As the co-founder of Zipcar (a shared vehicle service) and the CEO of the US-based GoLoco (which uses social networking to allow members to maximise the use of their cars), Robin has been at the forefront of changing the way we think about either maximising the use of what we already own, or abandoning ownership all together and sharing a network of cars.
Robin was recently interviewed by Eric Steuer (creative director for Creative Commons) over at Good Magazine and it’s great listening for anyone who’s interested in the future of open sourcing and product-as-service. Crucially, Robin outlines not only the manifold financial benefits of her take on future mobility, but also the social benefits. Head to Good Magazine for the full audio interview.
Ah, the perils of a pub on the Thames, a pint and a video camera!
Last Friday I had the good fortune to, finally meet with the other half of the Movement Design Bureau, Mark Charmer.
With Joe Simpson and I in tow, he lead us to the most magical London pub I’d ever encountered, the Angel at Rotherhithe (somewhere near Bermondsey if you’re keen).
Ostensibly a social gathering, the ever scheming Mark had the sense to bring along a video camera to catch unsuspecting design strategists mid-pint, mid-cigarette and mid-flight setting the problems of the automotive world to rights.
Head over to the Movement Design Bureau to see Joe and I talking about the long term prospects for automotive industry and how I feel that, despite the massive strides made in HMI and connectivity in the last few years, I still don’t think that we’ve successfully grasped the aesthetic and social potential of the digital age.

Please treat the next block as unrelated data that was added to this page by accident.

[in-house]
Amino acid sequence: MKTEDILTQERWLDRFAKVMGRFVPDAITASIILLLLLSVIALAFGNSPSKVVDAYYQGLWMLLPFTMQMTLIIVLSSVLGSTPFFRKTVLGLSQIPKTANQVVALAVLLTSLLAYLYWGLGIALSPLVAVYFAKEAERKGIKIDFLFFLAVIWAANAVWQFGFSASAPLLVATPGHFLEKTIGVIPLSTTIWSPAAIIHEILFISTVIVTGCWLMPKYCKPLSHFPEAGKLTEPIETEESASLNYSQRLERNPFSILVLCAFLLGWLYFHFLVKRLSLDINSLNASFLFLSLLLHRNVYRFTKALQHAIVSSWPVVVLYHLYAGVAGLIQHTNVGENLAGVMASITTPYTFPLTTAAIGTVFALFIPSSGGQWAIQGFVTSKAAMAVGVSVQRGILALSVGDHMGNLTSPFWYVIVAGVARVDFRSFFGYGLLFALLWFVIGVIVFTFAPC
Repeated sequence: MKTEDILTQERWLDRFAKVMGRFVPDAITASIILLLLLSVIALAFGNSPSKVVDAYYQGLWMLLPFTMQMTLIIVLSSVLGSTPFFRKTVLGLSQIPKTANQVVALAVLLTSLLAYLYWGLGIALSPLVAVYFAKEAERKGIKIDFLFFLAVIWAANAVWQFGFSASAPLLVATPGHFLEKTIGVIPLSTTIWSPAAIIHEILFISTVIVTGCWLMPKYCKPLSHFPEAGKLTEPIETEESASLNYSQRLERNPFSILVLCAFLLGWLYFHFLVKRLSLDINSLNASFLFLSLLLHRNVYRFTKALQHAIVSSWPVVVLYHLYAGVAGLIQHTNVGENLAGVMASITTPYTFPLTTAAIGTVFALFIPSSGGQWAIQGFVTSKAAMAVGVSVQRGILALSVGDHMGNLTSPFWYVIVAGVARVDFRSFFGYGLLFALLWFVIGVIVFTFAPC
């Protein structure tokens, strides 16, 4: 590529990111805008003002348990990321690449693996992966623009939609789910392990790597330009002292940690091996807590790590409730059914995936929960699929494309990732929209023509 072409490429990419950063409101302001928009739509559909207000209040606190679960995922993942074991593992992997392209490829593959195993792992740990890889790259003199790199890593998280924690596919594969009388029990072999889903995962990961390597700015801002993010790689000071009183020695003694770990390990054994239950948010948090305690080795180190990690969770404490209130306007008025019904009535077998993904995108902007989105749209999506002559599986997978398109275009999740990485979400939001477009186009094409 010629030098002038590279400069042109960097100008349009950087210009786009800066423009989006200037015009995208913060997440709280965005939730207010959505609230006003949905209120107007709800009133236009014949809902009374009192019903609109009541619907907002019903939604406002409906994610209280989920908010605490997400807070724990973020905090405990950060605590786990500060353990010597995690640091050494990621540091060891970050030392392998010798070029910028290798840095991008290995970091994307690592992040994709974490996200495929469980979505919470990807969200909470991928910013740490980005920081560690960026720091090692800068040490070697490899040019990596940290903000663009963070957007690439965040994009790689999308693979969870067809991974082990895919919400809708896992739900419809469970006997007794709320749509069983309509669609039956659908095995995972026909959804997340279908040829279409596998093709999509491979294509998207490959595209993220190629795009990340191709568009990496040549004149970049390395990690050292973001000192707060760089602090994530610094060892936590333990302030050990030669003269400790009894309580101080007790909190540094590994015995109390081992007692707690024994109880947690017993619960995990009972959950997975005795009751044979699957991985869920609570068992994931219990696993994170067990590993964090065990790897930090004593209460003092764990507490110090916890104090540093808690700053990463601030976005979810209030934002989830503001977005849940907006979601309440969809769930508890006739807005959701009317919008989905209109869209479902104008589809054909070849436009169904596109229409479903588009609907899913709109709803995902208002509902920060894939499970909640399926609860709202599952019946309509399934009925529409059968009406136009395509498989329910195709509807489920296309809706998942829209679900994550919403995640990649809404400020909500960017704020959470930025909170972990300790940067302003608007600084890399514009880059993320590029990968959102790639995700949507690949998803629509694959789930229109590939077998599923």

Now with a 10 minute highlights reel of the original 40 minute interview
Last week I was offered the enormous privilege of taking part in a project being run by Joe Simpson and Mark Charmer of the Movement Design Bureau. They’ve been tasked with looking at the perception of Ford’s sustainability message, from top to bottom and inside out. Having watched the project develop over the last few months, I leapt at the chance to be involved.
I was asked to review Joe and Mark’s interview with Sue Cischke, Ford’s group Vice President of Sustainability, Environment and Safety Engineering and provide my observations based on what I heard. Given Sue’s long and illustrious history in the industry, it wasn’t a task I took lightly. My take on things now been published for the world (and Ford) to read and I’m looking forward to seeing the reaction.
It wasn’t all about me, however, and I commend you to read the fantastic contributions from Dan Stuges, of Intrago, and Amy Johannigman and Robb Hunter from the University of Cincinnati’s storied Department of Design, Architecture, Art & Planning.
One of the really exciting aspects of this project is that 4 people have come together and drawn three different, but highly related (and, in my view, relevant) conclusions from Joe and Mark’s interview with Sue.
Although small in scale, the process amply demonstrates the power of the internet to enable collaboration and connection between geographically dispersed stake-holders, something that Clay Shirky talked about to great effect in his 2005 presentation at TED.
Head over to Re*Move to see the other critiques, plus a whole lot more on the Ford project.
I'm Drew Smith and I'm an ethnographer and strategist. By day I shape culture and strategy at Westpac. By night I sleep (mostly). And once a month, I help teams host an event called Rising Minds in London, New York, Toronto and Sydney.
DownsideUpDesign is a place for me to collect stuff that I like, often love and sometimes hate for safe keeping. All views represented here are mine and mine alone and do not represent those of anyone else.
Get in touch at drewpasmith (at) gmail (dot) com or tweet me (@drewpasmith) to rant, contribute or collaborate!